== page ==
Recommended Equipment

We’re often in a position that clients ask us what type of harness, collar, leashes, etc. While it is important to mention that ALL equipment has the potential to be aversive (something that causes a dog fear, pain, or distress), we try to recommend equipment that is suited to both dog and handler in the least aversive manner. To start our list in a positive manner, we’ll list things in order of our preference, with quick notes on why we like the particular product. We’ll also include amazon links to a general product type, though we ALWAYS encourage purchasing from individual and local retailers to support small business whenever possible.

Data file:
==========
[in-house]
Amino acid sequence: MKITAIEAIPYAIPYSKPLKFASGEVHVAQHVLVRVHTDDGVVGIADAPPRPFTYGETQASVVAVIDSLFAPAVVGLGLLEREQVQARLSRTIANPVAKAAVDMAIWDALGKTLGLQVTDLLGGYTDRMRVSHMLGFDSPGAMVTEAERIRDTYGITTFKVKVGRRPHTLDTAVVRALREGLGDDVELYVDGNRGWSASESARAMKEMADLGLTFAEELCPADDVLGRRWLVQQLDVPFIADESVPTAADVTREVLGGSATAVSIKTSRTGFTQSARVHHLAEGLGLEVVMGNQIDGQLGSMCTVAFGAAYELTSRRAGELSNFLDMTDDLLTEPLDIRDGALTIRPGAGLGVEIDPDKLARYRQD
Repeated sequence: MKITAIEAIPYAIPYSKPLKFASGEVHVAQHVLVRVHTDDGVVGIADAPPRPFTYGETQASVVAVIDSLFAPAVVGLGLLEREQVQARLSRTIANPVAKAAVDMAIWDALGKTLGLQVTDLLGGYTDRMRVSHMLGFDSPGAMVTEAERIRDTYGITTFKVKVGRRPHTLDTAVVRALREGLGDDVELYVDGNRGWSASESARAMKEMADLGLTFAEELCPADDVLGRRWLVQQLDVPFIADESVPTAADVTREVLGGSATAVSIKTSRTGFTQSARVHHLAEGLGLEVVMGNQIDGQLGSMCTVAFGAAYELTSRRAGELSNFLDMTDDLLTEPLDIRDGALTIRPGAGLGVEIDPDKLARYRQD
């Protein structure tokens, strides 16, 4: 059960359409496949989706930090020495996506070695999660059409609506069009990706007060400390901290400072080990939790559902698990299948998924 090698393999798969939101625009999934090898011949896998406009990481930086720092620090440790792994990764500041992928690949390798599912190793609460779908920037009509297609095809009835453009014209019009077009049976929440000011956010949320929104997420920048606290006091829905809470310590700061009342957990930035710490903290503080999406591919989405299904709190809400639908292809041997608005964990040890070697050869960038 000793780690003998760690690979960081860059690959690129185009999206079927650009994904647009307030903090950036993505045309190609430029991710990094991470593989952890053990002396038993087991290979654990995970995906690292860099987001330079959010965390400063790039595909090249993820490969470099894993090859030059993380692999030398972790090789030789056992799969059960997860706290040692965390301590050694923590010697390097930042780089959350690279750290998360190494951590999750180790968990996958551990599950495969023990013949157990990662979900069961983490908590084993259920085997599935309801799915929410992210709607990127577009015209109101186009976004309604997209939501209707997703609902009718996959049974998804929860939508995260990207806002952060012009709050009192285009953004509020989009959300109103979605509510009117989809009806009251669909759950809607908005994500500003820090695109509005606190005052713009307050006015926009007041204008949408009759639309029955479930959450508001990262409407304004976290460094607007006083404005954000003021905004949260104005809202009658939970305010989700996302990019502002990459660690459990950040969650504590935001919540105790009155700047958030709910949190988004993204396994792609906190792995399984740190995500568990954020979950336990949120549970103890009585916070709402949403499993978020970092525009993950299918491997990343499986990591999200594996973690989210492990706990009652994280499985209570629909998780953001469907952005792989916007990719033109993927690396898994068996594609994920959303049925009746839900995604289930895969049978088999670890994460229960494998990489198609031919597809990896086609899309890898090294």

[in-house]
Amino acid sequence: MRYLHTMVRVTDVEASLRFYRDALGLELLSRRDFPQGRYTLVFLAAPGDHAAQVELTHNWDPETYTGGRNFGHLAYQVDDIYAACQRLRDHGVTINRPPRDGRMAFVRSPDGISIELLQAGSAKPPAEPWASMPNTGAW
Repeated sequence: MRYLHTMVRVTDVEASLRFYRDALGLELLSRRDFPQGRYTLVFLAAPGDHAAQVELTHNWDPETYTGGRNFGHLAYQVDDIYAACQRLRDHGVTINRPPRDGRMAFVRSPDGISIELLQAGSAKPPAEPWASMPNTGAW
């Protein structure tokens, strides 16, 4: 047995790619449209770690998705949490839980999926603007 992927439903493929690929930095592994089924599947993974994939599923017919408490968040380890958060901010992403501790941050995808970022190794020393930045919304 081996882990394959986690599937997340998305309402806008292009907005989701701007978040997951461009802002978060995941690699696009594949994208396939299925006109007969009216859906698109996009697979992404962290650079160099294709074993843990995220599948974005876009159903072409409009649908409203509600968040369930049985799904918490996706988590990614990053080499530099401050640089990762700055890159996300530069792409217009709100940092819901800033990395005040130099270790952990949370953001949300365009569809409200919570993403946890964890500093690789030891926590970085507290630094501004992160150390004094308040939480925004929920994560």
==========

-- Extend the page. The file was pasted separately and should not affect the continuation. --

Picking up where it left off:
Dogs are safest learning to walk in a y-front, front-clip harness. These have been studied and shown to be the best-fitting harnesses with ergonomic considerations. The most highly-rated (and therefore our favorite) is the Balance Harness by Blue-9. Similar harnesses can be found (more economically) on amazon. We like this one, but there are also variations which include fun safety accessories like a safety light (found on this harness) and a handle (found on both). Any harness should NOT have a strap that goes straight across the front of your dog’s chest, which would inhibit shoulder movement. Harnesses should make a y-shape beneath your dog’s neck and have a d-ring to attach the leash both in the front of the chest and on the dog’s back. Harnesses should clip around the neck and the girth, and not slip over the dog’s head.